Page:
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Bruins defenseman Zdeno Chara, whose hockey bag never left the arenas in his native Slovakia, also thinks the smell is getting better in the NHL.
“Oh, they don’t stink as much as they used to,” said the Boston captain. “The technology of the equipment is better. The trainers do a great job; they’re washing gear at least once a month. But some guys still like wearing 10-year-old shoulder pads because they are more comfortable”
The Bruins were one of the first NHL teams to buy an $11,000 ozone-infused sanitizing machine to reduce bacteria and eliminate odor from equipment. Former Bruins center Joe Thornton developed a serious staph infection on his elbow in 2002 and then an infected cut above his eyebrow the following year that required hospitalization.
Now, 27 NHL teams have the Sani Sport cleaning units in their locker rooms.
“It’s not funny,” said Sani Sport president Steve Silver. “The smell is not the big deal; the fact that the smell is eliminated is a nice byproduct.
“The reality is that the smell is caused by upwards of a million living organisms on the average set of hockey or football equipment.
“You get an abrasion on your skin, and ironically the bacteria from the shoulder pad or the skate or whatever piece of equipment that is supposed to be protecting you, bacteria from there can seep into your skin and cause things like MRSA [methicillin-resistant staphylococcus aureus].
“It is resistant to most drugs, so unfortunately people die from MRSA and get very sick from other staph infections.”
The Bruins take all of this all very seriously.
“We’re very sensitive to that kind of stuff,” said defenseman Dennis Seidenberg. “You get a cut or just a little scratch, you’ve got to make sure you cover it with a Band-Aid and ointment. Make sure it doesn’t get inflamed. If some bacteria gets in, even a little scratch could be trouble.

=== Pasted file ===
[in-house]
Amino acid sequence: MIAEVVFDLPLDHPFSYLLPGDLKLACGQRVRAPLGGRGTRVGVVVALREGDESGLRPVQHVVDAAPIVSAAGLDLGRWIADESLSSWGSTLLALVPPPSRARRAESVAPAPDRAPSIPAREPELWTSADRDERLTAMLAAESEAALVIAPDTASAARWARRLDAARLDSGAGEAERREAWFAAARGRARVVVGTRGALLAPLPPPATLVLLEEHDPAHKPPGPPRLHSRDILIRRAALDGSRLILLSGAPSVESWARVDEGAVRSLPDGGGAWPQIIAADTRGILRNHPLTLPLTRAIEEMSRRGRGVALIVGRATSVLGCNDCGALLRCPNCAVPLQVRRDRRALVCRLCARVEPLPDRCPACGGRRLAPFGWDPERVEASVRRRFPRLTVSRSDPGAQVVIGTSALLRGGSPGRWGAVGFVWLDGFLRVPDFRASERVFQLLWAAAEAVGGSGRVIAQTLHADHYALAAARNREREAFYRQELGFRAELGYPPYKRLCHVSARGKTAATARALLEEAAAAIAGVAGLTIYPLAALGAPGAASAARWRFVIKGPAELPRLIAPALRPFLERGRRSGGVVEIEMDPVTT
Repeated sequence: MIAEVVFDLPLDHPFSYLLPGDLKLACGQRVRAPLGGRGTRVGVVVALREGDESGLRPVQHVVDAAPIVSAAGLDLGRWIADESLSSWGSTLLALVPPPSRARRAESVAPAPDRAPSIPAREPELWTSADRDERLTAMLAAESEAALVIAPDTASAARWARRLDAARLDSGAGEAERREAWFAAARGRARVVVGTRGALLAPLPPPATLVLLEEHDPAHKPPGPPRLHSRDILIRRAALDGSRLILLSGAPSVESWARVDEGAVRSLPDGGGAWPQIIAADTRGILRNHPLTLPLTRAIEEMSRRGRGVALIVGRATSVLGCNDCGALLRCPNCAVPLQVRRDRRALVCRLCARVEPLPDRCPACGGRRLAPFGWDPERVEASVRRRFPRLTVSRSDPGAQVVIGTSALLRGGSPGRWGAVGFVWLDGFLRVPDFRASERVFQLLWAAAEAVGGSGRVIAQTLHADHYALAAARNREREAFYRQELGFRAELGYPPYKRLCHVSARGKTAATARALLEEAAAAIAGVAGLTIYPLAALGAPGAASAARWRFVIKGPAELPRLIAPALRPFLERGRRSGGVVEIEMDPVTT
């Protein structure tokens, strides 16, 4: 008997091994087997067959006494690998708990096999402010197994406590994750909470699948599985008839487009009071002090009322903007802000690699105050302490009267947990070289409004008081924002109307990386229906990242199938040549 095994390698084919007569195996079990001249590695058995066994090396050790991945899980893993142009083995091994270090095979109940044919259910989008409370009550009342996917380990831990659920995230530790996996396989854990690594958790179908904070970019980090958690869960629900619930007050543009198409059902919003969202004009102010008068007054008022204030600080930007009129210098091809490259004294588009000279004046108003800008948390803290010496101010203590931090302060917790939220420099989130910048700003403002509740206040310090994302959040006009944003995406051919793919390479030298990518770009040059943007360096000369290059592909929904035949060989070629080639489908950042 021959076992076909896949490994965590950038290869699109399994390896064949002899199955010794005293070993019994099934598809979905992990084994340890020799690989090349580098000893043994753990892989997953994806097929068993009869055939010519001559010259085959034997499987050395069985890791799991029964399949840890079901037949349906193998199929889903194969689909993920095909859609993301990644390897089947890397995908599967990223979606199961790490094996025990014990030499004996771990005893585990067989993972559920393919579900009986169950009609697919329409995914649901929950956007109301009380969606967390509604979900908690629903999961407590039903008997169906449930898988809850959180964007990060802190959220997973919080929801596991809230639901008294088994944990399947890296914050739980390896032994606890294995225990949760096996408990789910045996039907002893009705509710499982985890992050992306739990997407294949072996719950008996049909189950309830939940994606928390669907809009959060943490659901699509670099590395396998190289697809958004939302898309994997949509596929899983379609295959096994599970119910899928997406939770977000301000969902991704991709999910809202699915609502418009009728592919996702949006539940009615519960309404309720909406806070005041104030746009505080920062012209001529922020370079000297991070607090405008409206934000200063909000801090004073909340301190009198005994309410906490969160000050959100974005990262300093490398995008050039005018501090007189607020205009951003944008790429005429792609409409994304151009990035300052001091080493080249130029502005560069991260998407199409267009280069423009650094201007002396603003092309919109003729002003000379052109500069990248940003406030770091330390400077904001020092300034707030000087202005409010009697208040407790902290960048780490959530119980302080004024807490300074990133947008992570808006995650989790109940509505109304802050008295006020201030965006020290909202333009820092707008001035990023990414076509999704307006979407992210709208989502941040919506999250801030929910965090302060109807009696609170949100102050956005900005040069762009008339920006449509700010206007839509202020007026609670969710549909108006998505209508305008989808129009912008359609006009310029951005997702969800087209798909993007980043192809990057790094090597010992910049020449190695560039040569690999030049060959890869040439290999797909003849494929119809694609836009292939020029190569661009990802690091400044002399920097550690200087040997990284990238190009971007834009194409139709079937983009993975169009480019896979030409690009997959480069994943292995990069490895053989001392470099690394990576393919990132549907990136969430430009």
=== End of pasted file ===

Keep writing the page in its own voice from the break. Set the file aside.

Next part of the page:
“I got cut last year from [goalie] Timmy [Thomas’s] skate, and they stitched it and it did get infected. They had to open it up again and wash it out. I had to take all those antibiotics.”
A couple of the game’s greats say that cleanliness and odor elimination begin with young players taking care of their own dirty stuff.
At Hockey Town USA in Saugus, Ray Bourque skates incognito in an afternoon pickup game, steam rising from his broad shoulders as he heads to the locker room. Bourque says the problem begins with teenagers who just leave everything in the bag.
“They sweat and they don’t dry it out,” he said. “It doesn’t smell very good, but you’ve got to take care of it, just like anything else.
“I had a spot at home that I aired out my stuff after I played, and that was that.”
Fellow Hall of Famer Bobby Orr thinks a reporter asking about smelly hockey bags is sniffing down the wrong path.
“I don’t know what smell you’re talking about,” he said.
So hockey gods don’t smell?
Orr smiles that still-boyish grin.
“I dried my equipment out as a kid,” he said. “Mine didn’t smell. I don’t remember my duffel bag having an odor.
“My last duffel bag is in Parry Sound, in the Hall of Fame up there. And I haven’t noticed that it smells.”
But what of mere mortals?
“Well, the problem we have is the kids expect the parents to carry the bag, hang the equipment up, and so on and so forth,” said Orr. “I took responsibility for my own and I didn’t wait for my parents to do that.
“The kids ought to be doing that themselves, and then it wouldn’t smell so bad.”
Stan Grossfeld can be reached at firstname.lastname@example.org.